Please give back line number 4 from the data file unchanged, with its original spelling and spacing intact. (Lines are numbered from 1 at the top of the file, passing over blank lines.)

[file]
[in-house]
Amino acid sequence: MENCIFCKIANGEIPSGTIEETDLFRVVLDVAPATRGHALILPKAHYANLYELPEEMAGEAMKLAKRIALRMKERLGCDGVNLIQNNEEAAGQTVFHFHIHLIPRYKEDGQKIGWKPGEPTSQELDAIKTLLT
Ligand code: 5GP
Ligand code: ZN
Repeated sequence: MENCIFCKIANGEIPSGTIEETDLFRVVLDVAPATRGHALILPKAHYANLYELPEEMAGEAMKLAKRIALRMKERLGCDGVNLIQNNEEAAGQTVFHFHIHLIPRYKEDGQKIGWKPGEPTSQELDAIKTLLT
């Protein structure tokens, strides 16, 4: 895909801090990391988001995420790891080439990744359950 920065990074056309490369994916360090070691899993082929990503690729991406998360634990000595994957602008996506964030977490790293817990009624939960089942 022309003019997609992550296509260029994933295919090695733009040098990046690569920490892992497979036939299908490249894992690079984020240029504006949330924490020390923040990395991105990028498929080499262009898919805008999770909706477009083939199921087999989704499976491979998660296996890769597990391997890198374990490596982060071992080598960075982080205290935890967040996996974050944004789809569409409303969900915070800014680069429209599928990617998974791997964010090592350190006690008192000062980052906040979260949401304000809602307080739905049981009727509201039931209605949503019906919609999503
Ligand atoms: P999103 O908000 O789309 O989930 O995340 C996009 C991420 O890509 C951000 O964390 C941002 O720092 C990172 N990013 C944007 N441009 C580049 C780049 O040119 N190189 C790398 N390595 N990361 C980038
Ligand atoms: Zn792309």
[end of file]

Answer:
Ligand code: ZN